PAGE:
They are now calling it Augmented Autosave, It will be very useful for sites where more than a single author is working on a post. Now every author of the article will have their standalone copy of Autosaves, It will store data locally as well as on server so there will be very less chance of loosing any data ever.
Other minor changes:
The ability to change post formats was removed from Quick Edit
The Media Library can now be sorted by Author name
Removed three default contact methods (AIM, YIM, Jabber) for new installs.
Allow any post format to be set as default in Settings
These are the changes which I thought are good, but there are lots more changes has been done you can check the complete list here.
Are you using WordPress 3.6? Tell us what you think about it in your comments.
Over a year ago, there was a survey done that showed that 48 of the top 100 blogs in the world were running on WordPress. That showed how the big blogs preferred WordPress as a platform it did not explain how much of the web used the platform. A couple of days ago, Matt Mullenweg (Founder of Automattic) gave a speech at WordCamp San Francisco 2013. He shared an interesting bit of statistic, which was that now 18.9% of web was running on WordPress.
Here are some of the interesting stats about the last year.
Over 46 million downloads of WordPress happened.
336 themes were added to the library in a single year.
There were 6,758 plugins were approved which takes the total over 26,000 plugins in all available on WordPress.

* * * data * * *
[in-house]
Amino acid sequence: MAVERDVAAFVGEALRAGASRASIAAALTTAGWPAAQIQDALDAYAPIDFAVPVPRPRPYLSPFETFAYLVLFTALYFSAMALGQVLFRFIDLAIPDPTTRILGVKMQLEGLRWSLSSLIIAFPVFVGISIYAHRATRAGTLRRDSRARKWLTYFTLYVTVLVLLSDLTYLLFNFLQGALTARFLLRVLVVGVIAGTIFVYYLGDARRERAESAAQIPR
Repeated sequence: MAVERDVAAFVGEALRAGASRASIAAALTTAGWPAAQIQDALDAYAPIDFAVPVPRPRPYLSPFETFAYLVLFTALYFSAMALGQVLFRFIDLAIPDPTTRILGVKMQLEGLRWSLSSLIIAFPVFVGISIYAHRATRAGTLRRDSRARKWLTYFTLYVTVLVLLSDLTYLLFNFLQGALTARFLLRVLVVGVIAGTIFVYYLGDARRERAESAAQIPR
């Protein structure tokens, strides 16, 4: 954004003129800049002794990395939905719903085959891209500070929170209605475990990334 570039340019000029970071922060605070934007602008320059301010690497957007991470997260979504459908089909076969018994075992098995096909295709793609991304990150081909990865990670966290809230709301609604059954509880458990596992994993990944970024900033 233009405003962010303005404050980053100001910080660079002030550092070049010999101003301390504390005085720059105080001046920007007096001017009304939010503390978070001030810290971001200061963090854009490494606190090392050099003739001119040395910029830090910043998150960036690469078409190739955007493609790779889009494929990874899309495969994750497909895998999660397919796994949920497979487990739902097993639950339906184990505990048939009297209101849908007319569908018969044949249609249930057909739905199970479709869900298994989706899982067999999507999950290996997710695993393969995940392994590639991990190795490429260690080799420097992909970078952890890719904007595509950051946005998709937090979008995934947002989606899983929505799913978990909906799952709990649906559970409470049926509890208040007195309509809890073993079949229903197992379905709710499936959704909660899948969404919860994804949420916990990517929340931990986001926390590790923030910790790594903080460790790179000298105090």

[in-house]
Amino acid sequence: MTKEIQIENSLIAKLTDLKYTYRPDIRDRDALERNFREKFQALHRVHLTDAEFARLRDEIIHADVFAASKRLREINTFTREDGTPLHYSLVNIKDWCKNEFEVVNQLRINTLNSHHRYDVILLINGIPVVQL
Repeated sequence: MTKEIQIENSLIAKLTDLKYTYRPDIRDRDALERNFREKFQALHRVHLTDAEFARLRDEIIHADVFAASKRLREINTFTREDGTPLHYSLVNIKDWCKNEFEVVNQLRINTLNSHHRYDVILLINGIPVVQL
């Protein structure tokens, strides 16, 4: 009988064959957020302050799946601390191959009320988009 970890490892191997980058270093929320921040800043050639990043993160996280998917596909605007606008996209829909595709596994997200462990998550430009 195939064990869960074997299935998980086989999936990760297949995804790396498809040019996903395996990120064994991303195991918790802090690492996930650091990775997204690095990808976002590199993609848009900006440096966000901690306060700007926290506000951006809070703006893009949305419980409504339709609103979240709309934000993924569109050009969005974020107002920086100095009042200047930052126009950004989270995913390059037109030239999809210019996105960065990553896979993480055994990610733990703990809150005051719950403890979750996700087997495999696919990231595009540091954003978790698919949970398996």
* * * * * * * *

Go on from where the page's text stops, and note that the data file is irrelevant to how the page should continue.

And finally, about 18.9% of the web runs on WordPress.
Future WordPress Updates
There was also an outline of future updates planned for WordPress. This included WordPress 3.7 version that is scheduled for early October. WordPress 3.7 will apparently be a version where major cleanup of the platform will be done. WordPress 3.8 is scheduled to be released in December this year. You can keep a track of WordPress version road-map here.
I am sure most users think of Google AdSense when they think of monetizing their blog. But many new bloggers might not be lucky enough to get AdSense approval but they might like trying out Diqus Discovery. Disqus discovery shows links from your blog and from other sites as related underneath your post and before the comments section. It also has a useful WordPress plugin that can be used.
Ad blocking on browsers has reduced many monetizing methods for the bloggers these days. Disqus discovery being less spammy has yet to be filtered by the adblockers. You can use this opportunity to monetize your blog with Disqus promoted discovery.
It seems that Disqus is using the related content feed as a way to show sponsored CPC ads. It also includes e-commerce affiliate linking in feeds, which also helps boost the revenue.
How Disqus Discovery work?
Disqus commenting platform has asynchronus content service which doesn’t affect the loading time of your blog. Your content loads first and then Disqus makes the call for loading the discovery ads and comments.
Anyone can use Disqus promoted discovery feature as It is included in the comment platform and there are no publisher requirements.
However the promoted discovery feature works good on medium to high traffic blogs with visitor engagement. When you add the disqus comment system on your blog, It gives you option to apply for the discovery promotion feature. You can enable and disable the feature in your admin dashboard.
Working with Disqus WordPress plugin
Register your site with disqus. Install Disqus WordPress plugin and add your login credentials into it. After that you can add the short name of your blog to enable the Disqus commenting system.
Now go to Admin page of your Disqus.com dashboard.
Click on your website profile and then go to settings. Select the discovery tab to edit the settings related to your website profile. You can set the discovery level to high and low, depending on your monetization needs
If you do not want external affiliate links in your discovery feed, you can uncheck option.
I suggest unchecking this option If you use other affiliate links of your own inside the content.